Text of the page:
Artificial Intelligence

Co-founder and producer at Salvi Media, William Salvi discusses artificial intelligence and big data with Chief Digital Officer of IBM, Nancy Hensley. William and Nancy discuss the daily interaction with artificial intelligence and how we use big data to make better decisions.


About Your Role At IBM

Nancy: My current role is Chief Digital Officer. What that really means is that I focus on making all of our really powerful data and AI solutions much more accessible, much more consumable, easy to use and hopefully we get clients that we've never had before coming to IBM because they are so much more accessible than they were before.

Risk & Reward With Artificial Intelligence

As with any major innovation, there's always going to be the good with the bad, right? If you can think of any huge innovation over time, whether it was being able to travel in space, and then of course the Challenger exploding. There's always risks to anything we do, the challenge is:

Does the risk outweigh the benefits?

And when it comes to artificial intelligence, for sure the risk doesn't outweigh the benefits, because there's so many ways you can benefit from it, in almost any industry you can think of.

But there are risks, right?

And we do have to manage those. And I think we all got a taste of that with what happened with Facebook and with Twitter and the ability for our democracy to be compromised because people are writing some really good algorithms and using chatbots to infiltrate into our social media systems and actually influence people.

So, I think it really comes down to education so people are better at recognizing when there is something risky. It comes down to us as researchers and makers of AI, to help manage bias within the models as well. And to be able to detect when there's something going on with that model that's in production, and that's something we spend a lot of time on today.

Common Uses of AI?

Will: What are some other common, very strong examples of AI in daily life?

Nancy: I mean, your recommendations on Netflix, right?

Your recommendations from Amazon, how you open up your cell phone with your facial recognition, even how you get through airport security, with some of the AI that they have in airports.

They're also using that to scan for people that they might be looking for that shouldn't be in airports so I think it's becoming much more, I don't like the word democratized, but it's starting to become more accessible, and it is becoming more democratized and companies are starting to understand how to leverage it better to not replace people, but to augment and to optimize where they can.

How AI Is Helpful In Ways We Don't Think About?

When you go to a doctor, right? You go to a doctor and they maybe get to read a couple medical journals when in reality there's probably been 200,000 medical journals published that month and they've diagnosed you, and they're coming up with a treatment plan. And they're using all the tools that they have, and the knowledge that they have, and the exposure and the data that they have, but they can only process so much as humans.

With some of the capabilities that we have, we can augment what they know with treatment plans that have worked across the world. And they would have access to that at their fingertips.

So it's not replacing the physician, but it's augmenting their knowledge with a world of information that's available to them, that they couldn't possibly consume.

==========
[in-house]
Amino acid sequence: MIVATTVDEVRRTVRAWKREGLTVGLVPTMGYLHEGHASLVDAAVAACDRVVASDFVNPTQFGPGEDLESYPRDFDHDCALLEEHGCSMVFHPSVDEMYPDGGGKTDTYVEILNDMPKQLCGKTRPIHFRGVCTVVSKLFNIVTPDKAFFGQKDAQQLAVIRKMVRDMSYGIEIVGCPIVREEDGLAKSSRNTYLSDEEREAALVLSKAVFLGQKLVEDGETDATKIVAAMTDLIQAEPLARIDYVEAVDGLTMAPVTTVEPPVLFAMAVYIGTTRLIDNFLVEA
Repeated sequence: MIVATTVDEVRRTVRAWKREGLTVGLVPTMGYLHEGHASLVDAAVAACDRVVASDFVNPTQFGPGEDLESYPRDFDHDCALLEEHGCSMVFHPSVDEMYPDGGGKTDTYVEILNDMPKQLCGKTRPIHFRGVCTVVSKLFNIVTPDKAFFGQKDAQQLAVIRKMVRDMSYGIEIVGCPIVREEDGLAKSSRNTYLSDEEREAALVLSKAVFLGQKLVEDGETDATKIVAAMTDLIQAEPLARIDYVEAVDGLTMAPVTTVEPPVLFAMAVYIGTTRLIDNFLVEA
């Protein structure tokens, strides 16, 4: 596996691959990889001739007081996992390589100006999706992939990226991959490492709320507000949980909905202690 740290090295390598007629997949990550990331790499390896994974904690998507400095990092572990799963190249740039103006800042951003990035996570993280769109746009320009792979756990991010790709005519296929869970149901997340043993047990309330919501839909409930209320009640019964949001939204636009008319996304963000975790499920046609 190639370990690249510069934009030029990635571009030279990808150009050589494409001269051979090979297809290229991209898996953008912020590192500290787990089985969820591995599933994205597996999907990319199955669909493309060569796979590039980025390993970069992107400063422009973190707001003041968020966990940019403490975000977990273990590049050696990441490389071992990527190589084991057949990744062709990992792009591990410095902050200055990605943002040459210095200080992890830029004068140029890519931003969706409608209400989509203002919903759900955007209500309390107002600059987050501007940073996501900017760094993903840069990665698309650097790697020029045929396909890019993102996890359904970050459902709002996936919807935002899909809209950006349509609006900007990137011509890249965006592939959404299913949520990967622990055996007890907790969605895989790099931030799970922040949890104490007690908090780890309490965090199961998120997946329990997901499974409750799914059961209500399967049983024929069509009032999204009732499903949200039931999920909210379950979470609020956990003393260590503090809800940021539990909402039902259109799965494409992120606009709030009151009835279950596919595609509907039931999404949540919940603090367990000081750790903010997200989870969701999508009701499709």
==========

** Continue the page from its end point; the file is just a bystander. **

Bias In AI

That's probably the biggest challenge most clients have is that, they have the ideas, they know what they want to do, they struggle with getting all the data together, they struggle with getting the models into production, and then they struggle with once they're in production, really "How do I make sure that these models are still valid?" and "How do you make sure that I haven't somehow introduced bias with these models?"

Whether it's gender, socio-economic, geographical... Bias exists because the models are created by humans.

Data Effectiveness in Business

Well once you start to use data for insight and you realize how powerful it is. I mean it is like a drug.

Will: Right, yeah. And it's a drug for the consumers too. It's so easy to consume.

Nancy: It's addicting.

Will: I'm going to shift a little bit.

Growth Hackers

Nancy: It's using rapid experimentation across all aspects of the customer journey to find those little tweaks that help you grow.

So, for example, we have on one of our forms to get onto our cloud, sometimes you have to use your credit card and then once you get past a certain capacity, it starts to charge you from a trial usage.

So we were experimenting, if we said "No credit card required," would that increase the amount of trial users? And it did, by 46%.

So that was something in acquisition, right? We created an easy button, so that when clients are in trial they press the upgrade button and it helped increase the downloads,
just taking the friction out of it.

So something at every aspect, whether it's the way they engage, the color of the button, the content, the way they consume the software itself. I mean, there's opportunities at every aspect of the customer journey that we basically have rapid experiments on, all the time going to find those growth spurts.

Will: I just realized I really did make a hard shift from AI to growth hack.

I think in the future as well as like what content, what access do I have to information that anything like a device actually starts to understand you even better.

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